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Need Mathmatical help from those who can offer itOkay, so here's my situation. I'm sterling scholar for math at my high school(yes pimp, that means you can go to http://www.cvhs.iron.k12.ut.us and look at my pictures for sterling scholar and cross country). For those who don't know what sterling scholar is it's just an academic competition thing.
This is where you guys come in. Every year our math teacher has the math sterling scholar make a presentation to our calculus class and some kind of demonstration thing with it to put in the portfolios we make for this competition. I intend to make two identical spud guns, one combustion, one pneumatic, and estimate muzzle velocities for them using math(I'm familiar with calculus so most equations won't faze me) and also find the point where the two will have the same muzzle velocity. I'll be making a propane metered combustion w/ chamber fan and a barrel sealing piston valved pnuematic. Any equations you guys could post or places that I could look to find the info I'll need would be helpful. Thanks, Squeaks P.S. Please don't refer me to the GGDT or any like devices. The whole point is to show that I can do it without said devices.
"Nine out of ten Americans agree that out of ten Americans one will always disagree with the other nine."
Collin Mockery Who's Line is it Anyway Borrow money from a pessimist, he won't expect it back.
When you say identical, what exactly does that mean?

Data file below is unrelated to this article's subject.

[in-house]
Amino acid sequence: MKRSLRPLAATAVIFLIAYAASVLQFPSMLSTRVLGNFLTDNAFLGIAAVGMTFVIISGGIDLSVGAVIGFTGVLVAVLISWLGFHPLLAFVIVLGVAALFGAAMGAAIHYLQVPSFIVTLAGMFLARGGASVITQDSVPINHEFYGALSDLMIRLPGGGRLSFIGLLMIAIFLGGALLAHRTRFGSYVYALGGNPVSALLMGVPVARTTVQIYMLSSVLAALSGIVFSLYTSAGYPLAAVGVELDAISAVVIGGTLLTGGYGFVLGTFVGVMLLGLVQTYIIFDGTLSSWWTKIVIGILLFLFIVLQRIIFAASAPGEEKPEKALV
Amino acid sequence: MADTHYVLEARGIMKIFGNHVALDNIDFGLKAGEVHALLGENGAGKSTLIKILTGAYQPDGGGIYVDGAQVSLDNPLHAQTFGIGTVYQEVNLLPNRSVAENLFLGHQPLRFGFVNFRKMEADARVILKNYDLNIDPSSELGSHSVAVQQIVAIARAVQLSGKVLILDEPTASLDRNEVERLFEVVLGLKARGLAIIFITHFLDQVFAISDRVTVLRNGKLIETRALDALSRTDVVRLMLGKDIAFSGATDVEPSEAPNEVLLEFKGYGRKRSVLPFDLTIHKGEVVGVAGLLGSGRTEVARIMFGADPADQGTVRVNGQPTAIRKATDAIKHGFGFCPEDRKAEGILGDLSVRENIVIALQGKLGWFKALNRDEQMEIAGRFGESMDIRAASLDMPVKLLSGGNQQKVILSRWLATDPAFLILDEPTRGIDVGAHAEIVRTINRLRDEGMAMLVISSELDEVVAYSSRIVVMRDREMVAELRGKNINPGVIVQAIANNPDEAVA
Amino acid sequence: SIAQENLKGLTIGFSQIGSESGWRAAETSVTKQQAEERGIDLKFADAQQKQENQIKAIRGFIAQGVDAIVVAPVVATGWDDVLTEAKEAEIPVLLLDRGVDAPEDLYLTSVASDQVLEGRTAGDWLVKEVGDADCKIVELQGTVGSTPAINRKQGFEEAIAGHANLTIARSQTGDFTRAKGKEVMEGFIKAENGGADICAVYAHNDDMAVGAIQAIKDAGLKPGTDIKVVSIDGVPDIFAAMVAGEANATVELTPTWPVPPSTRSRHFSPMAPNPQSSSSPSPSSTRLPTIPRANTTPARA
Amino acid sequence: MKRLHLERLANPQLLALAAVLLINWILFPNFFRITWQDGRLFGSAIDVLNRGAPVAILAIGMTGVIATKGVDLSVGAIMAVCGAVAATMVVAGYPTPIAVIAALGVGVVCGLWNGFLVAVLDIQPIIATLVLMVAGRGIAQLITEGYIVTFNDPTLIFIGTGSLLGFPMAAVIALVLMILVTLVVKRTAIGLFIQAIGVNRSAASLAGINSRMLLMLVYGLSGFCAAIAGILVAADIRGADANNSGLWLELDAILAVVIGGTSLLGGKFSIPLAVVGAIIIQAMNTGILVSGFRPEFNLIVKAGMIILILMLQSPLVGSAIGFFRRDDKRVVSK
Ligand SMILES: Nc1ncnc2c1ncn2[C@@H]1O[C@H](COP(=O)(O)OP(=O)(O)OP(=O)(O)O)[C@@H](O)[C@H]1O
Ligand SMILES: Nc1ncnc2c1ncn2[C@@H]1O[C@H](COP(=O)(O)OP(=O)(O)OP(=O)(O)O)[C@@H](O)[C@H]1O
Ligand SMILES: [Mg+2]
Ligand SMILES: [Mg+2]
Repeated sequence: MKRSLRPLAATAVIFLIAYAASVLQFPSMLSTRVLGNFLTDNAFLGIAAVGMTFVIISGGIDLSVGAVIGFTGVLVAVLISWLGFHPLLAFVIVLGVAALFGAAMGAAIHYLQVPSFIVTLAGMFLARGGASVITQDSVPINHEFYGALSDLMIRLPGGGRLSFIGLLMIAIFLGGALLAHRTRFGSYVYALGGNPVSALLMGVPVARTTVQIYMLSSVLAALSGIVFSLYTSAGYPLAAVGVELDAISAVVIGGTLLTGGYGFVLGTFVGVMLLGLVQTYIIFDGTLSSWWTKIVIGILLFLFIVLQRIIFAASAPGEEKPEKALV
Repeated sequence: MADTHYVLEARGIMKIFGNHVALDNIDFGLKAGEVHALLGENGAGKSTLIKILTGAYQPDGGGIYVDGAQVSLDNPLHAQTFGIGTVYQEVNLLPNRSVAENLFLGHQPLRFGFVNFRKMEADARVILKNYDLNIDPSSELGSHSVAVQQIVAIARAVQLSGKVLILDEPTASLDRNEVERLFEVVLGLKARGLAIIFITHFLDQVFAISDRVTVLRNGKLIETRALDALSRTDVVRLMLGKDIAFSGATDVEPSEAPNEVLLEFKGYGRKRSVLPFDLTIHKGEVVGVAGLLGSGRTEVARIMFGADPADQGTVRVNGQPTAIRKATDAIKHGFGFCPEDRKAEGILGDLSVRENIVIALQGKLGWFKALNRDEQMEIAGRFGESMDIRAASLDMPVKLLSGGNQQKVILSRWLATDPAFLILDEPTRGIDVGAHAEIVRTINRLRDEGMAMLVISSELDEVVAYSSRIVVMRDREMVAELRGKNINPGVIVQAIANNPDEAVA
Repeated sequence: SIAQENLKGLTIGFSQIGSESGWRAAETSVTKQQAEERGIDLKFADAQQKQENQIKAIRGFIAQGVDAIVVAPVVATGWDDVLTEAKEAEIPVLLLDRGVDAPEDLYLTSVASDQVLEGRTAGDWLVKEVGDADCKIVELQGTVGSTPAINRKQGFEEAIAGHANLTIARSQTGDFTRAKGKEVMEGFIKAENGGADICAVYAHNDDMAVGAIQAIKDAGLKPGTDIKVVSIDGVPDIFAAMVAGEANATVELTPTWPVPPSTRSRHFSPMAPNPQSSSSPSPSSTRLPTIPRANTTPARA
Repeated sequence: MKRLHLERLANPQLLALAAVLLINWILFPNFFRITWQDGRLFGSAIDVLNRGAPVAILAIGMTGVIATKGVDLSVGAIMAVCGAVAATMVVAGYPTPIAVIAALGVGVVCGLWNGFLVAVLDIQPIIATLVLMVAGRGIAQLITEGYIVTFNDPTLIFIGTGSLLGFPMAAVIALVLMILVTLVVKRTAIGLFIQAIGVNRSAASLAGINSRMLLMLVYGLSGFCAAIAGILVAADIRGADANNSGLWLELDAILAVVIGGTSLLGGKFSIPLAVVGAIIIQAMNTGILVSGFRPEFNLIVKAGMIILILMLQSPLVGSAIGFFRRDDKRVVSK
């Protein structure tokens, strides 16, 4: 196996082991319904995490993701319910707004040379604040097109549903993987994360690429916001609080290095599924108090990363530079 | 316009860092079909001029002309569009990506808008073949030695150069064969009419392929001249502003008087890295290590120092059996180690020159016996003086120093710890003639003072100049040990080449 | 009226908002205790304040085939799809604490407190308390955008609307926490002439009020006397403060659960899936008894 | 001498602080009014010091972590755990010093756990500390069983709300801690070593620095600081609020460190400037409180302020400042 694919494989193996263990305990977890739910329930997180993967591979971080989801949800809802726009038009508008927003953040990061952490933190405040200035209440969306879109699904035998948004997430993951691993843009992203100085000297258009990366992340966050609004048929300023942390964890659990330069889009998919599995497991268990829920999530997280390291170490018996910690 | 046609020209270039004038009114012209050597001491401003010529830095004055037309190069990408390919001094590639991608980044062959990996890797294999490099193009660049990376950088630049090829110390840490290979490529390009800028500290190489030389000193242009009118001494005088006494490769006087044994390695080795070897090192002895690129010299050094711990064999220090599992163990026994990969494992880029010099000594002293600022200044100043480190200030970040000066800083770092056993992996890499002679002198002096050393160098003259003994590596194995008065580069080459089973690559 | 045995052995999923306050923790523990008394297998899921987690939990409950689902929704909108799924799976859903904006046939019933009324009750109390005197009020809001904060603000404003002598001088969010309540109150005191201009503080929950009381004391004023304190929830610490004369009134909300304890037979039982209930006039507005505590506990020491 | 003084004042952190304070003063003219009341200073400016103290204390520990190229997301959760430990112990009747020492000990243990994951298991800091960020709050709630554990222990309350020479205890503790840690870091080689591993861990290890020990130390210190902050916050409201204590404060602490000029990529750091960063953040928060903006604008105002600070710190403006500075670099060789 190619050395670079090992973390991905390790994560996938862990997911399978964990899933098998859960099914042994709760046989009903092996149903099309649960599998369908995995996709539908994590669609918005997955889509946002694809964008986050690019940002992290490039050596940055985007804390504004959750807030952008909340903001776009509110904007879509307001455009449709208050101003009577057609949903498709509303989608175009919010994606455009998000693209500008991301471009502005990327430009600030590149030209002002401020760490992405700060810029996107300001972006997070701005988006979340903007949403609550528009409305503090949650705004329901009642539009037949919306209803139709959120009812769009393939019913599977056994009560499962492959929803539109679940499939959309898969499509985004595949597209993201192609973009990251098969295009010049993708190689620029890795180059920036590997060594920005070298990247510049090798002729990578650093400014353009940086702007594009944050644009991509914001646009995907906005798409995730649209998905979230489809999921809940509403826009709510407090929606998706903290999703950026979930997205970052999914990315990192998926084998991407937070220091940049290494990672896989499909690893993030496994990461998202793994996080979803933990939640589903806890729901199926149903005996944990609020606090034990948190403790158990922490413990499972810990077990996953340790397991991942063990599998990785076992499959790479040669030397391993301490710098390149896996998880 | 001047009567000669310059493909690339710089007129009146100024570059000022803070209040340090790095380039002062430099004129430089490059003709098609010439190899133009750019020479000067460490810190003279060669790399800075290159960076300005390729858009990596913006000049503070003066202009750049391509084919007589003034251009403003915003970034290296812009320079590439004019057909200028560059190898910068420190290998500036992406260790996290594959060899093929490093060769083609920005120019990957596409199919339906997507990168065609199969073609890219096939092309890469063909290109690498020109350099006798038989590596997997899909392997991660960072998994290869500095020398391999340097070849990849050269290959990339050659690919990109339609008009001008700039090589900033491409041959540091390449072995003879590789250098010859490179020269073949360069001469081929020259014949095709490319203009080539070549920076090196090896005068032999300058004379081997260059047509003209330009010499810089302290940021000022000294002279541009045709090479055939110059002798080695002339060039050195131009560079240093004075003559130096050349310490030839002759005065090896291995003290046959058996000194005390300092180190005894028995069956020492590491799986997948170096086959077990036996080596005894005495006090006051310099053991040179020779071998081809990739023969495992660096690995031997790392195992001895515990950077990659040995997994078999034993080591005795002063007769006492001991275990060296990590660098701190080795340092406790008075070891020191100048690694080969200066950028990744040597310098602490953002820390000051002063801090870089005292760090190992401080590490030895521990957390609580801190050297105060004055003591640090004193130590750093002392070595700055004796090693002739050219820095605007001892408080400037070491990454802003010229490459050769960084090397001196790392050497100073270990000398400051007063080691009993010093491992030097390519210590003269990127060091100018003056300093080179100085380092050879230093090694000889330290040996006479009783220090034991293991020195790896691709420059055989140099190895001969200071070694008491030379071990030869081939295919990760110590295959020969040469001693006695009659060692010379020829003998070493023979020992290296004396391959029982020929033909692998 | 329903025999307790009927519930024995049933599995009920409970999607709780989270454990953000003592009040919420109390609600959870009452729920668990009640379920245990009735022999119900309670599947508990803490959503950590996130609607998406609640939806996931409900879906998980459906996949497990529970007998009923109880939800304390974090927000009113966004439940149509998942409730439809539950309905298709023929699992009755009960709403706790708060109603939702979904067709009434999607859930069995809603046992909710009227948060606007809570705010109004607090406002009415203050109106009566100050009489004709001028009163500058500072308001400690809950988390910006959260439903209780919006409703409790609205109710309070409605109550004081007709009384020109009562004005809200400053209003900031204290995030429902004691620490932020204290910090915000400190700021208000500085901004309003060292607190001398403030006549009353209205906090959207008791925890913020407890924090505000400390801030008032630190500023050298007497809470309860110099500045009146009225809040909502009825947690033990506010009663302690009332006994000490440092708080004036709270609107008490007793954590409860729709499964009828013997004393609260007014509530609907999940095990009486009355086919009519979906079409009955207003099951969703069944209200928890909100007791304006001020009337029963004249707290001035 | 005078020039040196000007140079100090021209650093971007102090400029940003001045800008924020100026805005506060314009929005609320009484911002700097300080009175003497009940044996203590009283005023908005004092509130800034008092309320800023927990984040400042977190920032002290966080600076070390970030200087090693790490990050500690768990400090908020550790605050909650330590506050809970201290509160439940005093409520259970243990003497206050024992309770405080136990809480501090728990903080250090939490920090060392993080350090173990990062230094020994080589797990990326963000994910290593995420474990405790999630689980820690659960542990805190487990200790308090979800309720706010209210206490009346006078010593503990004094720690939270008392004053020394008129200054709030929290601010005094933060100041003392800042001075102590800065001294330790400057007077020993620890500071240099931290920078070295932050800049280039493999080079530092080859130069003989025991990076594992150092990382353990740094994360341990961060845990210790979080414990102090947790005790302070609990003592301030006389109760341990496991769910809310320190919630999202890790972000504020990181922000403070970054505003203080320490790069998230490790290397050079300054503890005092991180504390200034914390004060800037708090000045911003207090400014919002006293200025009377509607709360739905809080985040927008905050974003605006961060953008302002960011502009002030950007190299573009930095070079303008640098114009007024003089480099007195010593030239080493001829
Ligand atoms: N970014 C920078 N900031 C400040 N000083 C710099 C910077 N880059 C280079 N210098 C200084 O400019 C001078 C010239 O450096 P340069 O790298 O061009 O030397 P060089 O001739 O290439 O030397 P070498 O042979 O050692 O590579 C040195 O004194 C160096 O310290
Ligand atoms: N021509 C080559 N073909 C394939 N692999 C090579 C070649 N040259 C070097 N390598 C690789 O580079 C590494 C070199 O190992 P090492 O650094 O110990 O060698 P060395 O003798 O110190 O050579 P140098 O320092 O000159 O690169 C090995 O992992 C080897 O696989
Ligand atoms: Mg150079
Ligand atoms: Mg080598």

Same barrel length/diameter & the same chamber volume for both cannons? Basic predictions can be made with: v^2 = u^2 + 2*a*s In any case, doubling the acceleration, means that muzzle velocity will increase by about 40% (It increases by a factor equal to the square root of 2) To double the acceleration, you need double the force, and thus twice the pressure. With a weighty projectile and good flow, then you can assume the pressure in the barrel is constant, and is roughly defined by the average of the pressures at the base of the barrel and the muzzle: At the base of the barrel, the pressure is roughly equal to the Initial pressure in your chamber (after ignition in a combustion, immediately after valve opening in a pneumatic) You can quite easily work out what the pressure will be at the muzzle for a pnuematic. It's about Initial pressure * chamber volume / (chamber volume+barrel volume) I'm not sure about what the combustion maestros will say about combustion pressures along the barrel. Knowing the average pressure allows the average acceleration to be found, and then from that, a good estimate of muzzle velocity. If you're just skipping over the basic predictions, then the maths is mindnumbingly complex  and I don't have the time to expalin it now.
Novacastrian: How about use whatever the heck you can get your hands on?
frankrede: Well then I guess it won't matter when you decide to drink bleach because your out of koolaid. ...I'm sorry, but that made my year.
Sorry I can't contribute to the matter. I'm in precalculus and honest to God I don't know what the hell is going on. My school doesn't award the math credits I need if you retake classes, so in essence I'm stuck. By the way, you know that hot Laci chick that used to go to school up there? [Not sure if thats how you spell it.] Yeah, shes in my math class.
[Score!] Its like you read my mind! Although, I'm afraid you will not see me in list of sterling scholars anytime soon. Maybe for football though. The headline will probably read something along the lines of 'CVHS loses again, when in opposite of heaven are they going to get a new coach!'. I don't know if your intent is to solely model the discussed launchers, just giving you a reason to build them. Anyway, I got a 8x12 metal lathe I could help you out with, also a shooting chronograph to help you ruff those slightly incorrect numbers into place. :p From what I understand projectile friction is a bit hard to correctly asses, so thats one of the things your going to have and tweak to produce sufficient results. As always, the best of luck!